No other witnesses testified.

It is "fundamental law that the State has a duty to provide reasonable and adequate medical care to the inmates of its prisons," including proper diagnosis and treatment.
Rivers v State of New York, 159 AD2d 788, 789 (3d Dept. 1990), lv. denied, 76 NY2d 701 (1990).
In a medical malpractice claim, the Claimant has the burden of proof and must prove (1) a deviation or departure from accepted practice and (2) evidence that such deviation was the proximate cause of the injury or other damage. A cause of action is premised in medical malpractice when it is the medical treatment, or the lack of it, that is in issue. A Claimant must establish that the medical care giver either did not possess or did not use reasonable care or best judgment in applying the knowledge and skill ordinarily possessed by practitioners in the field. The "‘claimant must [demonstrate] that the physician deviated from accepted medical practice and that the alleged deviation proximately caused his...injuries' (
Parker v State of New York , 242 AD2d 785, 786...)." Auger v State of New York, 263 AD2d 929, 931 (3d Dept. 1999). Without such medical proof, no viable claim giving rise to liability on the part of the State can be sustained. Hale v State of New York, 53 AD2d 1025 (4th Dept. 1976), lv denied, 40 NY2d 804 (1976). A medical expert's testimony is necessary to establish, at a minimum, the standard of care. Spensieri v Lasky, 94 NY2d 231 (1999).
If a claim can be read to allege simple negligence, or medical negligence, then the alleged negligent omissions or acts by the State's employees can be readily determined by a fact finder using common knowledge without the necessity of expert testimony.
Coursen v New York Hospital-Cornell Med. Center, 114 AD2d 254, 256 (1st Dept. 1986). Similarly, the State may be found liable for ministerial neglect if its employees fail to comply with an institution's own administrative procedures and protocols for dispensing medical care to inmates. Kagan v State of New York, 221 AD2d 7,10 (2d Dept 1996).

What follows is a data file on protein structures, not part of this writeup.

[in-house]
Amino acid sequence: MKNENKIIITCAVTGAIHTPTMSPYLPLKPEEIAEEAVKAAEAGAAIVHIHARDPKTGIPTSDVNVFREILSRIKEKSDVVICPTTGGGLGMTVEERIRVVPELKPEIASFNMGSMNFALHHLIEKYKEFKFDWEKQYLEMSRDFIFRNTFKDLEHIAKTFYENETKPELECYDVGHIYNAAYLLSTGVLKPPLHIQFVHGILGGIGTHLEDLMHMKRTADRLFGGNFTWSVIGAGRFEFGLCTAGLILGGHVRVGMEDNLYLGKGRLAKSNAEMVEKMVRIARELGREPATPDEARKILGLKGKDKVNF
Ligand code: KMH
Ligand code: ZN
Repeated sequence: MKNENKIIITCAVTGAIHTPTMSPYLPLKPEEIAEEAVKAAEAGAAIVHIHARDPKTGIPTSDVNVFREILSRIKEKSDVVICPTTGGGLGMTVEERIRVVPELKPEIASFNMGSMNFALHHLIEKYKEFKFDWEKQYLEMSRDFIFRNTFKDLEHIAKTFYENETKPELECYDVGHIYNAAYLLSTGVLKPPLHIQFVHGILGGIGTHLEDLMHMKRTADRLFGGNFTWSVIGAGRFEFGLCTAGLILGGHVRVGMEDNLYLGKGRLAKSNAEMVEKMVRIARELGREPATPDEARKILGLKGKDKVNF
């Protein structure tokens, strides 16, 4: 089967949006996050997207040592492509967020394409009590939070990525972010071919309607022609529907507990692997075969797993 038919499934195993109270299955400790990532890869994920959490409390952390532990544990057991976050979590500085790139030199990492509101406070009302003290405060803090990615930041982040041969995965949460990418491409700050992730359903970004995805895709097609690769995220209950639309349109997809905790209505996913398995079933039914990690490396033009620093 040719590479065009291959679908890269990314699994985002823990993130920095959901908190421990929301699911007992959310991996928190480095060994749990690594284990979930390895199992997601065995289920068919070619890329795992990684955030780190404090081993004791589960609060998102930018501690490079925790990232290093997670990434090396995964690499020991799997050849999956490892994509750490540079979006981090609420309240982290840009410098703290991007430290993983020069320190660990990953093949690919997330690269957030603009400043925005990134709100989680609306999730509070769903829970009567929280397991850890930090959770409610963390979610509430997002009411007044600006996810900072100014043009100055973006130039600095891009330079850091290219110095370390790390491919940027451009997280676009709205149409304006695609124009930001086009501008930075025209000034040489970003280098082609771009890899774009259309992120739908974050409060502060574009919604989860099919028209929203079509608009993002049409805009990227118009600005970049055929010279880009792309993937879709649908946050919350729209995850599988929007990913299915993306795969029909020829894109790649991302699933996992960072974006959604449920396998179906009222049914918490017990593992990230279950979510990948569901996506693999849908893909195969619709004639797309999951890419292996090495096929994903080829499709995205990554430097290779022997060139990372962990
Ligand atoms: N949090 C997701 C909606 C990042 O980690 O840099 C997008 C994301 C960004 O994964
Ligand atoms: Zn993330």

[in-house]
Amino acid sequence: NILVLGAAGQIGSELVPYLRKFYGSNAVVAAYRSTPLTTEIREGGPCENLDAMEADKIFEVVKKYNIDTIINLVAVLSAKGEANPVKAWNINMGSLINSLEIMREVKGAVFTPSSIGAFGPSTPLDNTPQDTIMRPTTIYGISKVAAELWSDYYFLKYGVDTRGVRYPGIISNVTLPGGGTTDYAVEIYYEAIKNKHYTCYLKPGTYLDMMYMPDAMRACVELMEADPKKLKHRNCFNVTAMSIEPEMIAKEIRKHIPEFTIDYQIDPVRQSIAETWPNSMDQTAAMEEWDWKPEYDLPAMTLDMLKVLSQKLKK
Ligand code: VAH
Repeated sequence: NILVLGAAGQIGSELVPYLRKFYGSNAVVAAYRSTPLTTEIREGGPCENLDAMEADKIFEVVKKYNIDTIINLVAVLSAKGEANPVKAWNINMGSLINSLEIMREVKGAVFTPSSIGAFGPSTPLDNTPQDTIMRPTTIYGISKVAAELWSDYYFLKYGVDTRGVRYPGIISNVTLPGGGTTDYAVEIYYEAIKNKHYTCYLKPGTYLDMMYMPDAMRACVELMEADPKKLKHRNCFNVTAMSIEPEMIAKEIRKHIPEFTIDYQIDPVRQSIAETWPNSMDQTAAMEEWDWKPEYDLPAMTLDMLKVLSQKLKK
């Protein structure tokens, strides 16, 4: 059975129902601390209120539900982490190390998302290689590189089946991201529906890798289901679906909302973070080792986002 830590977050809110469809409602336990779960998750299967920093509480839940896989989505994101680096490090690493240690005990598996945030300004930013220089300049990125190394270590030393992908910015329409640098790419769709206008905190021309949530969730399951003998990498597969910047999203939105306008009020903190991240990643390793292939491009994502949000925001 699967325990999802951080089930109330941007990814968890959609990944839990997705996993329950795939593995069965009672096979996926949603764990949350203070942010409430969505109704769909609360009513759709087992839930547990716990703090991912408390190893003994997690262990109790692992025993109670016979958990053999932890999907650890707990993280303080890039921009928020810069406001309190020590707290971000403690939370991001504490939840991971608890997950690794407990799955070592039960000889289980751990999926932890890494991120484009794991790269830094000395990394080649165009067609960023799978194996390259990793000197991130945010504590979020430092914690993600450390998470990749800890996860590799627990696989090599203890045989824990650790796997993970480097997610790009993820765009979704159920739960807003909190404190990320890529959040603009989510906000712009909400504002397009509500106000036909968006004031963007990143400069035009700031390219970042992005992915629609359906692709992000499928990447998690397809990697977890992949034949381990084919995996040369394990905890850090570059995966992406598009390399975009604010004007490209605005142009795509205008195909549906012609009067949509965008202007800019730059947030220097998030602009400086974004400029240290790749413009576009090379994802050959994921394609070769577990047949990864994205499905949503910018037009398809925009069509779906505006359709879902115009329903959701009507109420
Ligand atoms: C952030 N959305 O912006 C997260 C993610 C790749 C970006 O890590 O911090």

In this case, only the testimony of the Claimant has been presented in support of any claim of malpractice. No competent medical evidence was presented, through a treating physician or an expert witness whose opinion was based upon the available medical records, to support the allegation of medical malpractice. There is no medical evidence on any medical issue and thus no proof that accepted standards of care were not met. Accordingly, the claim of medical malpractice must be dismissed.

Additionally, from this record there is no indication that the actions of medical care givers amounted to simple negligence or ministerial neglect.
Coursen v New York Hospital- Cornell Med. Center, supra; Kagan v State of New York, supra. To the extent the claim can be read to assert such theories, any cause of action for negligence or ministerial neglect is also dismissed.
The Defendant's motion to dismiss for failure to establish a
prima facie case, upon which decision was reserved at the time of trial, is hereby granted, and Claim Number 101024 is dismissed in its entirety.
Let Judgment be entered accordingly.

December 21, 2001
White Plains, New York

HON. THOMAS H. SCUCCIMARRA
Judge of the Court of Claims




[1]All quotations are to trial notes or audio tapes unless otherwise indicated.